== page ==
Discriminative Jackknife: Quantifying Uncertainty in Deep Learning via Higher-Order Influence Functions

Jul 12, 2020



Deep learning models achieve high predictive accuracy in a broad spectrum of tasks, but rigorously quantifying their predictive uncertainty remains challenging. Usable estimates of predictive uncertainty should (1) cover the true prediction target with a high probability, and (2) discriminate between high- and low-confidence prediction instances. State-of-the-art methods for uncertainty quantification are based predominantly on Bayesian neural networks. However, Bayesian methods may fall short of (1) and (2) — i.e., Bayesian credible intervals do not guarantee frequentist coverage, and approximate posterior inference may undermine discriminative accuracy. To this end, this paper develops the discriminative jackknife (DJ), a frequentist procedure that uses higher-order influence functions (HOIFs) of a trained model parameters to construct a jackknife (leave-one-out) estimator of predictive confidence intervals. The DJ satisfies (1) and (2), is applicable to a wide range of deep learning models, is easy to implement, and can be applied in a post-hoc fashion without compromising model accuracy. Experiments demonstrate that DJ performs competitively compared to existing Bayesian and non-Bayesian baselines.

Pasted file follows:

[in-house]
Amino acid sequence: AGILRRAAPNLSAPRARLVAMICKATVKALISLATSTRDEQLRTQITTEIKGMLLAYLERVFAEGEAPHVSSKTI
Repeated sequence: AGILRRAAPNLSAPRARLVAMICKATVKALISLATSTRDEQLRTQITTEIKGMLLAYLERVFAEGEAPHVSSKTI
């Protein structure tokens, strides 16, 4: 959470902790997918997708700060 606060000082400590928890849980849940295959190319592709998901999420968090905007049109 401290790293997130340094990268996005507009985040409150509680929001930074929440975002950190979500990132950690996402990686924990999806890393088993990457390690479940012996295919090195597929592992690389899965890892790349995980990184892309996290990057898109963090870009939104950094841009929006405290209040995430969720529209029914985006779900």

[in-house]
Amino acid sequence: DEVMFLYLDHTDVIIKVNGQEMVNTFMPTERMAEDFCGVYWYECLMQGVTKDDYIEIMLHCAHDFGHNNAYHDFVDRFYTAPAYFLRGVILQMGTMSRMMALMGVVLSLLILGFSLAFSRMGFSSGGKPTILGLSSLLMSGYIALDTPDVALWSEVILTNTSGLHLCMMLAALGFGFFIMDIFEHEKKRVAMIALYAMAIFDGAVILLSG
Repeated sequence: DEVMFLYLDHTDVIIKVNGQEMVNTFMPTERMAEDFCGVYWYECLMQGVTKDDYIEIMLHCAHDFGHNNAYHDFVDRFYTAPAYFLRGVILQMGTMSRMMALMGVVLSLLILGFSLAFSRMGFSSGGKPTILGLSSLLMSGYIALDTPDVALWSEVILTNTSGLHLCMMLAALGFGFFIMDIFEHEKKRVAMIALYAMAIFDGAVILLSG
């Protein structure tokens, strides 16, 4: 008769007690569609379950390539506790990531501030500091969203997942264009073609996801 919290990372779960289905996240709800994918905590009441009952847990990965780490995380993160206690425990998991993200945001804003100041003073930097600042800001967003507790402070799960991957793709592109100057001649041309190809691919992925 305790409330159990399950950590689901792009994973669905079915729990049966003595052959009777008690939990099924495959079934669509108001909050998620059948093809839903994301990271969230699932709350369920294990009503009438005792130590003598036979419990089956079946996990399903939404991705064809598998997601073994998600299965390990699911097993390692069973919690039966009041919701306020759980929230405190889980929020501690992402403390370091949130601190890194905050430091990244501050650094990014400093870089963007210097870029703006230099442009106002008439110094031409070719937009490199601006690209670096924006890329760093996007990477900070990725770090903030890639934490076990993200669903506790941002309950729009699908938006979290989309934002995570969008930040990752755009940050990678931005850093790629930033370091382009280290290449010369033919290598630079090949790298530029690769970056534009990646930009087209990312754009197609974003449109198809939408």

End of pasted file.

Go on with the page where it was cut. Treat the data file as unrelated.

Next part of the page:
About ICML 2020

The International Conference on Machine Learning (ICML) is the premier gathering of professionals dedicated to the advancement of the branch of artificial intelligence known as machine learning. ICML is globally renowned for presenting and publishing cutting-edge research on all aspects of machine learning used in closely related areas like artificial intelligence, statistics and data science, as well as important application areas such as machine vision, computational biology, speech recognition, and robotics. ICML is one of the fastest growing artificial intelligence conferences in the world. Participants at ICML span a wide range of backgrounds, from academic and industrial researchers, to entrepreneurs and engineers, to graduate students and postdocs.

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